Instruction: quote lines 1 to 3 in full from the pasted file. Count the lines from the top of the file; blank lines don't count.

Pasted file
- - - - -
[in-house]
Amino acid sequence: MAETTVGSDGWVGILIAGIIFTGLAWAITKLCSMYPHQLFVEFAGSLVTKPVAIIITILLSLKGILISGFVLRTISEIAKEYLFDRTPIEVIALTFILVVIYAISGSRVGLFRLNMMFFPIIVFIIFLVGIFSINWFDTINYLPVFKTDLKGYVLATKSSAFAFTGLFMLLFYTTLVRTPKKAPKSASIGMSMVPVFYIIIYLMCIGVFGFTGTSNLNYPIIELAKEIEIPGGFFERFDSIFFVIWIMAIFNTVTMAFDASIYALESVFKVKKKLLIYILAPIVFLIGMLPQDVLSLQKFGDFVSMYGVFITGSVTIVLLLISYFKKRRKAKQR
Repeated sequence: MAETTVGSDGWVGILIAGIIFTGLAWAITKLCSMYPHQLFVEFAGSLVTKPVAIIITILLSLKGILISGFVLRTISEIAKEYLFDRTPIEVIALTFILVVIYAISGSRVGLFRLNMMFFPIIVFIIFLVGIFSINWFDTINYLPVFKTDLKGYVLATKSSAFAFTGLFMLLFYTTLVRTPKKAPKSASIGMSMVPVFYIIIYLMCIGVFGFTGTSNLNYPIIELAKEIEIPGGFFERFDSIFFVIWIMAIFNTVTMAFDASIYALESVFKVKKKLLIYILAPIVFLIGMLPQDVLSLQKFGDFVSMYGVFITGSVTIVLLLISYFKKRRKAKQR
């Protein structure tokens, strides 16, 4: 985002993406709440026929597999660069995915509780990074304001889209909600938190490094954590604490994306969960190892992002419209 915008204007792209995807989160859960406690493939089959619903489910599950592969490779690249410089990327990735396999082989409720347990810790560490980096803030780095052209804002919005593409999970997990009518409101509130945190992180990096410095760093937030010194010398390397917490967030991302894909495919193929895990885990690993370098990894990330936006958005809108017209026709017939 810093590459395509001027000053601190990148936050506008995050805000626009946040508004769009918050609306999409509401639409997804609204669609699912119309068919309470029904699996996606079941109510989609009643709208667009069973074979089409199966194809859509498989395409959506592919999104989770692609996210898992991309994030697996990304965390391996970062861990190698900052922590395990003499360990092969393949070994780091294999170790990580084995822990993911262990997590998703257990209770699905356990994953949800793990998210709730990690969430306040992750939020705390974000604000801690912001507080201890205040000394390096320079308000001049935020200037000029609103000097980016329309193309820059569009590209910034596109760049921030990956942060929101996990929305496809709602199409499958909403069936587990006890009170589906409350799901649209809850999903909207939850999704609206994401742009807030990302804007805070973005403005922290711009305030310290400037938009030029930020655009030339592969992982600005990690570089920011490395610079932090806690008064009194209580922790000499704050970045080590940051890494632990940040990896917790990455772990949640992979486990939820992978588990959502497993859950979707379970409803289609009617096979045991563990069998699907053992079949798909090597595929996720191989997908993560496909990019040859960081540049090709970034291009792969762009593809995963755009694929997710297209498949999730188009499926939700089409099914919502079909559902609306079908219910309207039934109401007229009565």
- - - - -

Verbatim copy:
[in-house]
Amino acid sequence: MAETTVGSDGWVGILIAGIIFTGLAWAITKLCSMYPHQLFVEFAGSLVTKPVAIIITILLSLKGILISGFVLRTISEIAKEYLFDRTPIEVIALTFILVVIYAISGSRVGLFRLNMMFFPIIVFIIFLVGIFSINWFDTINYLPVFKTDLKGYVLATKSSAFAFTGLFMLLFYTTLVRTPKKAPKSASIGMSMVPVFYIIIYLMCIGVFGFTGTSNLNYPIIELAKEIEIPGGFFERFDSIFFVIWIMAIFNTVTMAFDASIYALESVFKVKKKLLIYILAPIVFLIGMLPQDVLSLQKFGDFVSMYGVFITGSVTIVLLLISYFKKRRKAKQR
Repeated sequence: MAETTVGSDGWVGILIAGIIFTGLAWAITKLCSMYPHQLFVEFAGSLVTKPVAIIITILLSLKGILISGFVLRTISEIAKEYLFDRTPIEVIALTFILVVIYAISGSRVGLFRLNMMFFPIIVFIIFLVGIFSINWFDTINYLPVFKTDLKGYVLATKSSAFAFTGLFMLLFYTTLVRTPKKAPKSASIGMSMVPVFYIIIYLMCIGVFGFTGTSNLNYPIIELAKEIEIPGGFFERFDSIFFVIWIMAIFNTVTMAFDASIYALESVFKVKKKLLIYILAPIVFLIGMLPQDVLSLQKFGDFVSMYGVFITGSVTIVLLLISYFKKRRKAKQR